If Romney is GOP's Pick, Healthcare Recedes as Campaign Issue
Never mind that Romney's legacy has been plagued by cost overruns since it started. Other surveys show that the majority of people like the provisions in the ACA that, for example, eliminate screening for pre-existing conditions by insurers, and that force businesses with more than 50 employees to either provide insurance or pay a penalty.
The one part the majority consistently opposes: the individual mandate, the constitutionality of which the Supreme Court has yet to rule on. Once you give something to people, especially when it absolves them of some responsibility, it's hard to take it back.
Finally, to stay in power, Republicans would likely have to replace the ACA with something else. After all, with apologies to Ernest Hemingway, the existing "system" was first slowly, then quickly, bankrupting us as a nation. If we do go back, where does that leave hospitals and health systems that have invested copious amounts of time, money and talent into readying and reinventing themselves for the changes? I'm not sure, but I can guarantee it would be a very bad place.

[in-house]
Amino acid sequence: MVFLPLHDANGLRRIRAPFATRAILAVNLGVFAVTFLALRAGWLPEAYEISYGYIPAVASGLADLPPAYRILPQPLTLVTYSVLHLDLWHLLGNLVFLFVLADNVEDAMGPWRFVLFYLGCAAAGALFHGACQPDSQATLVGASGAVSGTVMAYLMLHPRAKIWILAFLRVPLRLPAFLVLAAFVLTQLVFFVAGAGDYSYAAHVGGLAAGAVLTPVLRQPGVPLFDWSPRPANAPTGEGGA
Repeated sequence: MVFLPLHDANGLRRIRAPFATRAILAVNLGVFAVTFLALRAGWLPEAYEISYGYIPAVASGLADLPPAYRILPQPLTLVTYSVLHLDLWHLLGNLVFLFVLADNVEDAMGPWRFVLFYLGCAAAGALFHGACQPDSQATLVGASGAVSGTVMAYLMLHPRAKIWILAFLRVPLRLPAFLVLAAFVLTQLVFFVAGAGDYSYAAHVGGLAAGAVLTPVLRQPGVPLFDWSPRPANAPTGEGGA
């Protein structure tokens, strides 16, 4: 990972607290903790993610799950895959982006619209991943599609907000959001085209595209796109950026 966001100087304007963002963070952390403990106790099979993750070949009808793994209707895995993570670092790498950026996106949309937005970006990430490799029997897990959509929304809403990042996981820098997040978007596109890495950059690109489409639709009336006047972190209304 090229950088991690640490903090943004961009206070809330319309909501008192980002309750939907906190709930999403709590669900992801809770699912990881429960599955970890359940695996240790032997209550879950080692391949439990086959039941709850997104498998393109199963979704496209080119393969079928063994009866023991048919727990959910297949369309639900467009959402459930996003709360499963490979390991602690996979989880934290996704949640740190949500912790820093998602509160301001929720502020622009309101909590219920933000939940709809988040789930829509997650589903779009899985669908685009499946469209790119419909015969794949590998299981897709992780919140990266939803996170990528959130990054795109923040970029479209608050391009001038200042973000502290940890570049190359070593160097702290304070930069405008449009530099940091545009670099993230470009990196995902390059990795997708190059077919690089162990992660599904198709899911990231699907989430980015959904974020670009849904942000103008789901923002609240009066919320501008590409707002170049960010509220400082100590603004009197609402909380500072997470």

So for all these reasons, and despite all the bloviating about healthcare from your national candidates for the office of president, don't believe it. I don't think they do.
Philip Betbeze is senior leadership editor with HealthLeaders Media.
- No Employee Satisfaction, No Patient-Centered Culture
- RN Named Chief Patient Experience Officer
- How Simple Data Analytics is Driving Physician Incentives
- AMA Pushes Lame Duck Congress for SGR Repeal
- As Retail Clinics Surge, Quality Metrics MIA
- Medicare to Finally Pay Doctors for Care They Were Giving Away
- Medicare Cost, Quality Data Tools Weak, Says GAO
- Quality in Ambulatory Surgical Settings Gets a Closer Look
- How Payers Are Curbing Behavioral-Health Cost Drivers
- Population Health Pays Off for NY Collaborative